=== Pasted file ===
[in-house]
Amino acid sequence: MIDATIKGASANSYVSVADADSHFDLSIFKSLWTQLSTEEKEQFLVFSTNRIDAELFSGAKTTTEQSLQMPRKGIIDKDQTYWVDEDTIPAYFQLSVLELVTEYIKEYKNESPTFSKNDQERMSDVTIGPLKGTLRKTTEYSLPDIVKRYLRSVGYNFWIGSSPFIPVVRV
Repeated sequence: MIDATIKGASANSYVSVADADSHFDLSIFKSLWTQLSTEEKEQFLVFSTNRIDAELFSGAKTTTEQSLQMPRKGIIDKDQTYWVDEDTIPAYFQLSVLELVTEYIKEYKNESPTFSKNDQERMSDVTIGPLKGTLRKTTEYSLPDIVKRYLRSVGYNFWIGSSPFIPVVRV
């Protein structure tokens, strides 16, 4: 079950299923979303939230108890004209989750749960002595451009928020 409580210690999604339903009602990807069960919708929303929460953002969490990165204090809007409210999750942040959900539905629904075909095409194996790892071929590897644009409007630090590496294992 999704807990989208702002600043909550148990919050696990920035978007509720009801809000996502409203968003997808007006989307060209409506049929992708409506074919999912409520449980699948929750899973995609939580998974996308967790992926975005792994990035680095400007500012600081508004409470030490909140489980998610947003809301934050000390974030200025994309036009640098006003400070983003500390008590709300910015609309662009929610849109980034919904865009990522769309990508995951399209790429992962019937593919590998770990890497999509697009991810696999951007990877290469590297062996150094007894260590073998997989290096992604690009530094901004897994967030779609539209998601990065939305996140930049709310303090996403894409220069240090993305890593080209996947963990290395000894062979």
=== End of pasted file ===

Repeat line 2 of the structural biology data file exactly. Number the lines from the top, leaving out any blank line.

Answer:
Amino acid sequence: MIDATIKGASANSYVSVADADSHFDLSIFKSLWTQLSTEEKEQFLVFSTNRIDAELFSGAKTTTEQSLQMPRKGIIDKDQTYWVDEDTIPAYFQLSVLELVTEYIKEYKNESPTFSKNDQERMSDVTIGPLKGTLRKTTEYSLPDIVKRYLRSVGYNFWIGSSPFIPVVRV